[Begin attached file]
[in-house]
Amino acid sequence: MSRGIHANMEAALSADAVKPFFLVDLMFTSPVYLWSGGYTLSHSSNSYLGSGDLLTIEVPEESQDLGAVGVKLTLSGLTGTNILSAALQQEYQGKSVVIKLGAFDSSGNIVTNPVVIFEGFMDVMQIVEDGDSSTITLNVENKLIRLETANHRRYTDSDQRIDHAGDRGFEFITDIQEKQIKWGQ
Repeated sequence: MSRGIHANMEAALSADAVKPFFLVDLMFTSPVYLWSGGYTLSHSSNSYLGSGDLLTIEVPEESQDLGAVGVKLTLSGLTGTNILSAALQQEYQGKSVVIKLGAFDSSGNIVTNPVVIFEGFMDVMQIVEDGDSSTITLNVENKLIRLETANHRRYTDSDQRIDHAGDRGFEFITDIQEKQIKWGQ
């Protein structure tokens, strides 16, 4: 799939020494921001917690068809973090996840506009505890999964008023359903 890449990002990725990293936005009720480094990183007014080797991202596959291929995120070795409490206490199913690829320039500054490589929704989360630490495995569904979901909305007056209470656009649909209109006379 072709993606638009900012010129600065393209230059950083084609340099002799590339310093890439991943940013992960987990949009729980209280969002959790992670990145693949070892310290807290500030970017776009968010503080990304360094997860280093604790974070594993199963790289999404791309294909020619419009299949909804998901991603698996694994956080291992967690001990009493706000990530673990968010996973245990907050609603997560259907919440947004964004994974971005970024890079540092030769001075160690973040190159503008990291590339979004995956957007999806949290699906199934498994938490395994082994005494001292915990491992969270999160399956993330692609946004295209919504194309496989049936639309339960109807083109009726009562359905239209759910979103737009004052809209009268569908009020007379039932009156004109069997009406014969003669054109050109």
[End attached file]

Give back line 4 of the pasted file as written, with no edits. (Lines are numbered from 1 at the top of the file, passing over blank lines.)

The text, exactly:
């Protein structure tokens, strides 16, 4: 799939020494921001917690068809973090996840506009505890999964008023359903 890449990002990725990293936005009720480094990183007014080797991202596959291929995120070795409490206490199913690829320039500054490589929704989360630490495995569904979901909305007056209470656009649909209109006379 072709993606638009900012010129600065393209230059950083084609340099002799590339310093890439991943940013992960987990949009729980209280969002959790992670990145693949070892310290807290500030970017776009968010503080990304360094997860280093604790974070594993199963790289999404791309294909020619419009299949909804998901991603698996694994956080291992967690001990009493706000990530673990968010996973245990907050609603997560259907919440947004964004994974971005970024890079540092030769001075160690973040190159503008990291590339979004995956957007999806949290699906199934498994938490395994082994005494001292915990491992969270999160399956993330692609946004295209919504194309496989049936639309339960109807083109009726009562359905239209759910979103737009004052809209009268569908009020007379039932009156004109069997009406014969003669054109050109």